Materials 2017, 10(1), 38; doi:10.3390/ma10010038
Received: 18 November 2016 / Revised: 27 December 2016 / Accepted: 30 December 2016 / Published: 5 January 2017
Cited by 1 | PDF Full-text (2525 KB) | HTML Full-text | XML Full-text
Abstract
Paraffin based nanofluids are widely used as thermal energy storage materials and hold many applications in the energy industry. In this work, equilibrium and nonequilibrium molecular dynamics simulations are employed to study the thermal properties of the mixed nanofluids of n-octadecane and
[...] Read more.
Paraffin based nanofluids are widely used as thermal energy storage materials and hold many applications in the energy industry. In this work, equilibrium and nonequilibrium molecular dynamics simulations are employed to study the thermal properties of the mixed nanofluids of n-octadecane and Cu nanoparticles during phase transition. Four different nanofluids systems with different mass ratios between the n-octadecane and Cu nanoparticles have been studied and the results show that Cu nanoparticles can improve the thermal properties of n-octadecane. The melting point, heat capacity and thermal conductivity of the mixed systems are decreased with the increasing of the mass ratio of n-octadecane. Full article
(This article belongs to the Special Issue Thermal Sciences and Thermodynamics of Materials)
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Open AccessArticle The Non-Steady State Growth of Pearlite outside the Hultgren Extrapolation
Materials 2016, 9(12), 998; doi:10.3390/ma9120998
Received: 30 September 2016 / Revised: 24 November 2016 / Accepted: 29 November 2016 / Published: 14 December 2016
PDF Full-text (2475 KB) | HTML Full-text | XML Full-text
Abstract
The goal of this paper is to analyse the effect of adding Al on the non-steady pearlite growth occurring in a Fe–C–Mn system. The results are discussed in terms of the partitioning of elements across the austenite/ferrite and austenite/cementite interfaces, and the modification
[...] Read more.
The goal of this paper is to analyse the effect of adding Al on the non-steady pearlite growth occurring in a Fe–C–Mn system. The results are discussed in terms of the partitioning of elements across the austenite/ferrite and austenite/cementite interfaces, and the modification of the pearlite driving force related to the change in carbon activity in austenite. Full article
(This article belongs to the Special Issue Thermal Sciences and Thermodynamics of Materials)
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Open AccessArticle Prediction of Three-Dimensional Downward Flame Spread Characteristics over Poly(methyl methacrylate) Slabs in Different Pressure Environments
Materials 2016, 9(11), 948; doi:10.3390/ma9110948
Received: 1 September 2016 / Revised: 15 November 2016 / Accepted: 17 November 2016 / Published: 22 November 2016
Cited by 1 | PDF Full-text (2533 KB) | HTML Full-text | XML Full-text
Abstract
The present study is aimed at predicting downward flame spread characteristics over poly(methyl methacrylate) (PMMA) with different sample dimensions in different pressure environments. Three-dimensional (3-D) downward flame spread experiments on free PMMA slabs were conducted at five locations with different altitudes, which provide
[...] Read more.
The present study is aimed at predicting downward flame spread characteristics over poly(methyl methacrylate) (PMMA) with different sample dimensions in different pressure environments. Three-dimensional (3-D) downward flame spread experiments on free PMMA slabs were conducted at five locations with different altitudes, which provide different pressures. Pressure effects on the flame spread rate, profile of pyrolysis front and flame height were analyzed at all altitudes. The flame spread rate in the steady-state stage was calculated based on the balance on the fuel surface and fuel properties. Results show that flame spread rate increases exponentially with pressure, and the exponent of pressure further shows an increasing trend with the thickness of the sample. The angle of the pyrolysis front emerged on sample residue in the width direction, which indicates a steady-burning stage, varies clearly with sample thicknesses and ambient pressures. A global non-dimensional equation was proposed to predict the variation tendency of the angle of the pyrolysis front with pressure and was found to fit well with the measured results. In addition, the dependence of average flame height on mass burning rate, sample dimension and pressure was proposed based on laminar diffusion flame theory. The fitted exponent of experimental data is 1.11, which is close to the theoretical value. Full article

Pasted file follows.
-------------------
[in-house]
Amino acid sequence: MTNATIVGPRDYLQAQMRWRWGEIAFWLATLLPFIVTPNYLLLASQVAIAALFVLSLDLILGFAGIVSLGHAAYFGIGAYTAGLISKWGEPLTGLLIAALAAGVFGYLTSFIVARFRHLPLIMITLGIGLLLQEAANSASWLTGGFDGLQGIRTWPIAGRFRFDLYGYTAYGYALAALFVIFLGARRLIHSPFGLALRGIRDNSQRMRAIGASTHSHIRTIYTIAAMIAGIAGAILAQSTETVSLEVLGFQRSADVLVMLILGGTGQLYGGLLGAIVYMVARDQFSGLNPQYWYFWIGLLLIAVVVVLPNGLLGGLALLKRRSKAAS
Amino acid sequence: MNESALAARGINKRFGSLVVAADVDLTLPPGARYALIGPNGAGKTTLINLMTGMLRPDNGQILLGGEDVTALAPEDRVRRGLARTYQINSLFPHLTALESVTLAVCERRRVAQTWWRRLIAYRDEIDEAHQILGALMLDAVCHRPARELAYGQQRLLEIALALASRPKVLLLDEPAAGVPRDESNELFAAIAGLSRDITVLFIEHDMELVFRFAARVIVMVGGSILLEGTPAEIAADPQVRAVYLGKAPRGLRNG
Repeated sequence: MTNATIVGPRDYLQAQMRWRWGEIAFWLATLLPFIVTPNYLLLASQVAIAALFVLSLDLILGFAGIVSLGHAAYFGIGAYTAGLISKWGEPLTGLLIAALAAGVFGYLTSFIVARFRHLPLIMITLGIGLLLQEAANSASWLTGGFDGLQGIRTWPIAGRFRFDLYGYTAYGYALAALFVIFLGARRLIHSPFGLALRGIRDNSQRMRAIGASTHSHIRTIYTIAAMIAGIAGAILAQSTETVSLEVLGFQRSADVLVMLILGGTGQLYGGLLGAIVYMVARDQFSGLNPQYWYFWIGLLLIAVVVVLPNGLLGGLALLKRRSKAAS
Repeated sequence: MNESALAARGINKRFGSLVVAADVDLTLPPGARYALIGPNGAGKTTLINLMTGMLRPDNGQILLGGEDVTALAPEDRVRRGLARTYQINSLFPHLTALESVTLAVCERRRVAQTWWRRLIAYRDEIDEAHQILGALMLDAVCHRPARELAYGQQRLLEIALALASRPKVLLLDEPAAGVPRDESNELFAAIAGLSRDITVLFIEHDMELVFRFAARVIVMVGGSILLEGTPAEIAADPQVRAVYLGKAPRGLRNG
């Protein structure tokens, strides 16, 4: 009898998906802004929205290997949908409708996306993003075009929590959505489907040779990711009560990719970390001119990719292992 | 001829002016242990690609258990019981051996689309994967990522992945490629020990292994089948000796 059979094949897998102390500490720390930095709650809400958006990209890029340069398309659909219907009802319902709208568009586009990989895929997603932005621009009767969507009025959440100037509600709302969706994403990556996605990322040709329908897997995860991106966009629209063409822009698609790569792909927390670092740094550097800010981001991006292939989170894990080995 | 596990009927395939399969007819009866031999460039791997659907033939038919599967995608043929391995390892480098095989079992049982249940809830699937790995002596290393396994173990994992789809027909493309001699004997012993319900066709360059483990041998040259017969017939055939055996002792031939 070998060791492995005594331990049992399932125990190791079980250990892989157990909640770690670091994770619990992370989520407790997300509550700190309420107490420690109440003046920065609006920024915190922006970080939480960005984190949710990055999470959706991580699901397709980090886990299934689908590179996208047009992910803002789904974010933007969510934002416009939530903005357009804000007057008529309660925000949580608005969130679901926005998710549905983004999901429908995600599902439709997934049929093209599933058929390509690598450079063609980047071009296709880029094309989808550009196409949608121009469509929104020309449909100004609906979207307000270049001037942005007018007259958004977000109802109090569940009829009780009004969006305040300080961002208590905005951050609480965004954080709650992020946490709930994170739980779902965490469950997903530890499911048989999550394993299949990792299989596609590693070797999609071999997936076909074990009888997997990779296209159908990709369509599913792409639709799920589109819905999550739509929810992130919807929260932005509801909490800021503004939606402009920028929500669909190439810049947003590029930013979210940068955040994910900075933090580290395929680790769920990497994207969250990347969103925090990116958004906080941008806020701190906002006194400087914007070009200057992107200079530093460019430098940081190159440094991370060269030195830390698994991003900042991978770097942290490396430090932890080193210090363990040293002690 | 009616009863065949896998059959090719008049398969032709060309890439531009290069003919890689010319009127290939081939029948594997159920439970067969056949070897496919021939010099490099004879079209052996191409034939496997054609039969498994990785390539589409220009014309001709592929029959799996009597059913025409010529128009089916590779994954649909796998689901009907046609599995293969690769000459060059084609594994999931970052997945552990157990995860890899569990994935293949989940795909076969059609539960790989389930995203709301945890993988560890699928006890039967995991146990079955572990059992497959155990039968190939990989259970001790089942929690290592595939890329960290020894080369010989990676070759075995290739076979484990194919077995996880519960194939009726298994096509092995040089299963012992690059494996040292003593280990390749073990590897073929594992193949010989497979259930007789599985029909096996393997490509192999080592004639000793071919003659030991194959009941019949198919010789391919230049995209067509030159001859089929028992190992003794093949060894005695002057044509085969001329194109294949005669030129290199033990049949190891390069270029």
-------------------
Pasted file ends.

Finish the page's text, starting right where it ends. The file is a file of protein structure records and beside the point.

(This article belongs to the Special Issue Thermal Sciences and Thermodynamics of Materials)
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Review

Jump to: Research

Open AccessReview Crystallization of Polymers Investigated by Temperature-Modulated DSC
Materials 2017, 10(4), 442; doi:10.3390/ma10040442
Received: 6 March 2017 / Revised: 10 April 2017 / Accepted: 10 April 2017 / Published: 24 April 2017
PDF Full-text (8795 KB) | HTML Full-text | XML Full-text
Abstract
The aim of this review is to summarize studies conducted by temperature-modulated differential scanning calorimetry (TMDSC) on polymer crystallization. This technique can provide several advantages for the analysis of polymers with respect to conventional differential scanning calorimetry. Crystallizations conducted by TMDSC in different
[...] Read more.
The aim of this review is to summarize studies conducted by temperature-modulated differential scanning calorimetry (TMDSC) on polymer crystallization. This technique can provide several advantages for the analysis of polymers with respect to conventional differential scanning calorimetry. Crystallizations conducted by TMDSC in different experimental conditions are analysed and discussed, in order to illustrate the type of information that can be deduced. Isothermal and non-isothermal crystallizations upon heating and cooling are examined separately, together with the relevant mathematical treatments that allow the evolution of the crystalline, mobile amorphous and rigid amorphous fractions to be determined. The phenomena of ‘reversing’ and ‘reversible‘ melting are explicated through the analysis of the thermal response of various semi-crystalline polymers to temperature modulation. Full article
(This article belongs to the Special Issue Thermal Sciences and Thermodynamics of Materials)